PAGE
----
The second danger is the loss of this authenticity through our own lack of understanding of what we have to offer, what we have to sell.
The third danger is the lack of creativity. If we just make a copy of what we see elsewhere, creativity will always be lost, not understanding the intangible services needed to match the expectations of tourists. An example of the lack of creativity is the poor quality and poor design of felt slippers sold everywhere.
Can the uncontrolled spread of poorly built and badly maintained ger camps in locations that were once beautiful be stopped?
Basically, all tourists want to get out of Ulaanbaatar. They need the basics: a bed, a shower, and breakfast. Some want more comfort, some are content with less. Maximizing the number of beds is wrong. Rather, one should optimize amenities, offering landscapes of quality. Many camps have no business and could easily be dismantled. Trash management and wastewater management must be developed.
Even Mongolian tourists want to see nature and trees rather than cars and fences in front of their ger. Buffer zones around special spots and land use planning would lead to longer visits and more income for the local population.
Mongolia is seen as being a natural paradise, the Mongolians as being close to nature, the Earth being almost sacred to them. Travel agencies use this image to attract tourists. Are Mongolians still in touch with nature? Do they still respect the land?
Unfortunately, “development” is defined by many Mongolians as meaning “building”. One is moving away from nature, away from a creative economy based on natural resources and potential, building with bricks instead of building knowledge and skills. Maybe these concepts will be understood only after our mistakes become clear; our children will be left to undo what we have done badly. Now, most of them watch scenes in movies from Hollywood instead of enjoying the scenes of their spectacular homeland.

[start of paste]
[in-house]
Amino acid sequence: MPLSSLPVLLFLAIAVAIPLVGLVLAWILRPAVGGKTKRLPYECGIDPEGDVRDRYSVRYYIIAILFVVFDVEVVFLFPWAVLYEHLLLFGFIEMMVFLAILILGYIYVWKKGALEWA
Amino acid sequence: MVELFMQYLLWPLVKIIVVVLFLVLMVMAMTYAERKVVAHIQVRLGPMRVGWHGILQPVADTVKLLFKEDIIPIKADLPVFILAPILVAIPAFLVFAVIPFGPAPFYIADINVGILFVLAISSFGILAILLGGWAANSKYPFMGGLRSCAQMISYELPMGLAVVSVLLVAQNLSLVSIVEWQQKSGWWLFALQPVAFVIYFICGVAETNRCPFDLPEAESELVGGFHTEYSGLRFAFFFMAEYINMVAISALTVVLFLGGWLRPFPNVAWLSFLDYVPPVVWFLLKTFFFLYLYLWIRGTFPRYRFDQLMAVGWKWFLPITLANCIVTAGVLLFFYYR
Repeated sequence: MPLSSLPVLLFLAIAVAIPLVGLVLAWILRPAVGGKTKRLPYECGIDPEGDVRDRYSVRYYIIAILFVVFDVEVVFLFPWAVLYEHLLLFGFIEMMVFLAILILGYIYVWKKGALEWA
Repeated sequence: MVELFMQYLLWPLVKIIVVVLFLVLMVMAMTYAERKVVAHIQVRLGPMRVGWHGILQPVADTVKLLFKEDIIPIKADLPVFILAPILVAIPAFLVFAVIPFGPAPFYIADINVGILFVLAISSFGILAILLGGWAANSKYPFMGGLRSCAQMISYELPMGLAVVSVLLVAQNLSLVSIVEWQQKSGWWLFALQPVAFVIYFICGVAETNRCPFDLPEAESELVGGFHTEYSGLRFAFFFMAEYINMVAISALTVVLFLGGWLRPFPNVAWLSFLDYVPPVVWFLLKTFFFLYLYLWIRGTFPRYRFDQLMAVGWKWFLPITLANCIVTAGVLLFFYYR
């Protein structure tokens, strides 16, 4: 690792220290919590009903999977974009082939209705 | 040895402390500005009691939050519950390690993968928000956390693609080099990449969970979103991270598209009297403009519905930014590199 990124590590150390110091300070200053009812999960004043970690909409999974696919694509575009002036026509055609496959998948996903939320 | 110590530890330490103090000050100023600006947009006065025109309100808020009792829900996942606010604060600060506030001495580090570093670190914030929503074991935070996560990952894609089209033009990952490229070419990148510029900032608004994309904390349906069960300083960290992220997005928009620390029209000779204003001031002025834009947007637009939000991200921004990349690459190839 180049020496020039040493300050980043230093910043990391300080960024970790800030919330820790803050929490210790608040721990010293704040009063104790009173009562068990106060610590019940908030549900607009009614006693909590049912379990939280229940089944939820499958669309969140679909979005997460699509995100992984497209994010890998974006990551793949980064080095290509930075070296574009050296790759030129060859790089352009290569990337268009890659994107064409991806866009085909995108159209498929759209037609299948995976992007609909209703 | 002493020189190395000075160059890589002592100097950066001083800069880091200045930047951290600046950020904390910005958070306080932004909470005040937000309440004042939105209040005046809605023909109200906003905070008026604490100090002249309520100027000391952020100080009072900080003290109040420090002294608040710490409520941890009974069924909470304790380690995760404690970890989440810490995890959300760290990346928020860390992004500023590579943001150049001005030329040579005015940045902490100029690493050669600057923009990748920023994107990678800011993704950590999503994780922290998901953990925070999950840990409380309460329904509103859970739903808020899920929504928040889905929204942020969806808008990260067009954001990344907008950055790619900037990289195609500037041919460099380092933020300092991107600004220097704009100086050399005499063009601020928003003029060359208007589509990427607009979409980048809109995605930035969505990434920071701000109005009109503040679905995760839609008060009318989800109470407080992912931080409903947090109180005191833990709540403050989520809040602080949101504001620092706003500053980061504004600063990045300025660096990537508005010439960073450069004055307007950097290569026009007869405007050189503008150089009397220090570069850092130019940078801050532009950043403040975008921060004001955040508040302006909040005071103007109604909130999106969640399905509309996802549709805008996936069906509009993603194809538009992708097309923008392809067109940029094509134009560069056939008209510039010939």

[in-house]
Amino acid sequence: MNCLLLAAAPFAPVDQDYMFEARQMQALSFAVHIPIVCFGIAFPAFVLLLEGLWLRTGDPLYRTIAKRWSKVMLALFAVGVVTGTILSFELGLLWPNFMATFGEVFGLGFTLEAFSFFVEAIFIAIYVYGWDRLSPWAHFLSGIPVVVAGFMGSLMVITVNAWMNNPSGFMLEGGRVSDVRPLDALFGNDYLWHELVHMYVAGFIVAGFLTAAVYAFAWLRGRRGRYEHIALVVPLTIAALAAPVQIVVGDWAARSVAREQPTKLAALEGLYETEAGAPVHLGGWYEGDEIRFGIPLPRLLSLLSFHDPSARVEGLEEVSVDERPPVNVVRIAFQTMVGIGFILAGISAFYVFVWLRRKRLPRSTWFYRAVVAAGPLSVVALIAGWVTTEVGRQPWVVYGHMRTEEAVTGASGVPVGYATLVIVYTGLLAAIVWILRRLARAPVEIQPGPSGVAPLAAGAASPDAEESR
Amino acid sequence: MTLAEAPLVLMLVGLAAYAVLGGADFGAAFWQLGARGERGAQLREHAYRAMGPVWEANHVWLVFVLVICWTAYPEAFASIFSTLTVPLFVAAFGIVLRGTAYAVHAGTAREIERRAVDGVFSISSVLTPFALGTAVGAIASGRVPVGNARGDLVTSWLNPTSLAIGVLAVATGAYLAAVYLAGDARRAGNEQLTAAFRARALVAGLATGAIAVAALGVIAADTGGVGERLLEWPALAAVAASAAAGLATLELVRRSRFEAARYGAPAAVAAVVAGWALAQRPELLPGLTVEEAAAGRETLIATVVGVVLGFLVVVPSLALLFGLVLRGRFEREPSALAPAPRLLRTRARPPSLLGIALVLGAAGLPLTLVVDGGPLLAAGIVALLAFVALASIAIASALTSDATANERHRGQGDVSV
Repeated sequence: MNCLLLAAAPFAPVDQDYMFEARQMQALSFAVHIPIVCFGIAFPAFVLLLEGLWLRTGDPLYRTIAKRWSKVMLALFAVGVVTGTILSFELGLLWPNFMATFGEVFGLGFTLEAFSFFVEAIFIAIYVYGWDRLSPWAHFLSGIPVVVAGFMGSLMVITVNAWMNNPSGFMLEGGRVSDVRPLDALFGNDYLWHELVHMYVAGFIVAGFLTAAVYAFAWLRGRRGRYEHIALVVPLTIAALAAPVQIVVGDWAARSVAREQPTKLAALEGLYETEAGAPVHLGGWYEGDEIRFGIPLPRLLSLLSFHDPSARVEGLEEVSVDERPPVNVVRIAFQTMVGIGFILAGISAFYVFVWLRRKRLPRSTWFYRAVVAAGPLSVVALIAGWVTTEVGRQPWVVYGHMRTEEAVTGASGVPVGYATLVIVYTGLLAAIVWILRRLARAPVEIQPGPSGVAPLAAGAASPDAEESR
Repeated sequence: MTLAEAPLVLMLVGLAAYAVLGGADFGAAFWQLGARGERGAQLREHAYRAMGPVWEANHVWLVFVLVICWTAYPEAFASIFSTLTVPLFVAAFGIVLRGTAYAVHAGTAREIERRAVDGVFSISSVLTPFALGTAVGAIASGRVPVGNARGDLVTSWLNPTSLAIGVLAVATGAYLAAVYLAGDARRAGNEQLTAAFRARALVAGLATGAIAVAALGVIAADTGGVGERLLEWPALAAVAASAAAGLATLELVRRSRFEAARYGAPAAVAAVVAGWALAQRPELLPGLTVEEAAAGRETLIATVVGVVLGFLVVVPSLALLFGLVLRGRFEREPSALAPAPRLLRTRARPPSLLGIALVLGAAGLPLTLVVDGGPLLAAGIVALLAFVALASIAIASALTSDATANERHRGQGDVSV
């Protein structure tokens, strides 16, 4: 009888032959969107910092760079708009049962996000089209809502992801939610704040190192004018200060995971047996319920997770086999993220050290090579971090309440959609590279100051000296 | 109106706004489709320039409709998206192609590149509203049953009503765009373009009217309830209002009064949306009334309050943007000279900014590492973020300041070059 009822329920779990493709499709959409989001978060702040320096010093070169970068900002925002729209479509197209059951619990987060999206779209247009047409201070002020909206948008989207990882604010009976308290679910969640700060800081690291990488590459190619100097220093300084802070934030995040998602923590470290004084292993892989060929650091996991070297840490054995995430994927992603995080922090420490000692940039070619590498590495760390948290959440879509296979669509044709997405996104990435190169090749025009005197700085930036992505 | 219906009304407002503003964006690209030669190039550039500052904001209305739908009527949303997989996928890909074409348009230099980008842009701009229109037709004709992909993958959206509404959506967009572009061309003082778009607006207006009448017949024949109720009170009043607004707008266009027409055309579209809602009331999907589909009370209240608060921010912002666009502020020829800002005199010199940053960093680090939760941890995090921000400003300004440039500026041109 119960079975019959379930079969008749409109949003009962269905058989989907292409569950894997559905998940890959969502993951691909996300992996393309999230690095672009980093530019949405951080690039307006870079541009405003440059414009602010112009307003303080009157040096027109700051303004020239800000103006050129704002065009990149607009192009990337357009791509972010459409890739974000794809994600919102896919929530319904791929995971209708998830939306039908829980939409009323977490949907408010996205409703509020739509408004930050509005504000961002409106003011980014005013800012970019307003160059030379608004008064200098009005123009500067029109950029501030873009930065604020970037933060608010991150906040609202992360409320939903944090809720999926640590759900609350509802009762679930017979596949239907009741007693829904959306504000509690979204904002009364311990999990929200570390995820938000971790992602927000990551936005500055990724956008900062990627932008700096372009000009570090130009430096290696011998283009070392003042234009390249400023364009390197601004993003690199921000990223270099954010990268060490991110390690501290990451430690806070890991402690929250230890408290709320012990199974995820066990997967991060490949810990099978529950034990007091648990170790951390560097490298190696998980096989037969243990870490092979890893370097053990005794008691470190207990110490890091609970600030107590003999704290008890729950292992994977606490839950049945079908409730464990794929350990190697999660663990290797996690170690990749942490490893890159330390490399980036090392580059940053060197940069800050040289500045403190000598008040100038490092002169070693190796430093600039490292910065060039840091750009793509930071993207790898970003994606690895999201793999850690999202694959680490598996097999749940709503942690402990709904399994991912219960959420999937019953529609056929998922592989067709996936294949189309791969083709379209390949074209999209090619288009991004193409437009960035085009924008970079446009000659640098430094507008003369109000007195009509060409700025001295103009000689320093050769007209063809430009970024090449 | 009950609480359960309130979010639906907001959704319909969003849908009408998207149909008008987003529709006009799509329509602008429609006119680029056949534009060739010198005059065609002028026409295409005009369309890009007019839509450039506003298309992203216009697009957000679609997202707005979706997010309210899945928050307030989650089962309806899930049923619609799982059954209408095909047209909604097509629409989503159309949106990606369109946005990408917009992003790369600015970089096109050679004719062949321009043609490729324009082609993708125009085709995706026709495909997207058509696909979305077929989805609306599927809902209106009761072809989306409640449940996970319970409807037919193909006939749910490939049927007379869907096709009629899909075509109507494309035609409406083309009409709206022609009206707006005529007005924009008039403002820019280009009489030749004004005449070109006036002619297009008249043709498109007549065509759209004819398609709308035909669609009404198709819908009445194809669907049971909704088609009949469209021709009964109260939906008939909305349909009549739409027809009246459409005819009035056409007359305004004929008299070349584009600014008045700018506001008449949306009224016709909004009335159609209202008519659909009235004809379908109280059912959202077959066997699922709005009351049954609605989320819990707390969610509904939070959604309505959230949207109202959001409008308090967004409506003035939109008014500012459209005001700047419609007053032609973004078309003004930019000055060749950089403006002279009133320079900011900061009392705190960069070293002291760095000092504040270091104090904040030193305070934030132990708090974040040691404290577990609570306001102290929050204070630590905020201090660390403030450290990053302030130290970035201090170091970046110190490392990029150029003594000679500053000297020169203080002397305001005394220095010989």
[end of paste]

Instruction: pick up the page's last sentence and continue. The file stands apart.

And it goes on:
One would hope that all Mongolians could profit from tourism. That requires an appropriate infrastructure and the development of skills in fields such as visitor services, quality cultural presentations, the creation of well-designed souvenirs and foreign languages. Do you see these developments taking place?
You are right about those requirements. I speak of the need for quality in all actions and all sectors. My message is that many people talk very nicely about what is needed, agreeing politely about the situation, but then do the absolute opposite of what they have said. The desire for quality, for honesty and ethics, is lacking. Very little is actually done, no quality progress is made.
In spite of this lack of motivation for change, are you optimistic about the future of tourism in this very special country?
Very optimistic! Mongolia has truly deep and rich resources in the arts and culture, resources which are not being valued or presented at the moment. Creative and intelligent tourism policy and efficient management planning are all that is needed.
There is potential in Mongolia, not only for leisure tourism but also for MICE, which stands for Meetings, Incentives, Conferences, and Events. Mongolia has proven that it can organize major high-level meetings, supporting dialog among nations. One simply has to sell the location actively. Mongolia’s golden magic could help reduce current international tensions. We have the key to open up doors to world peace.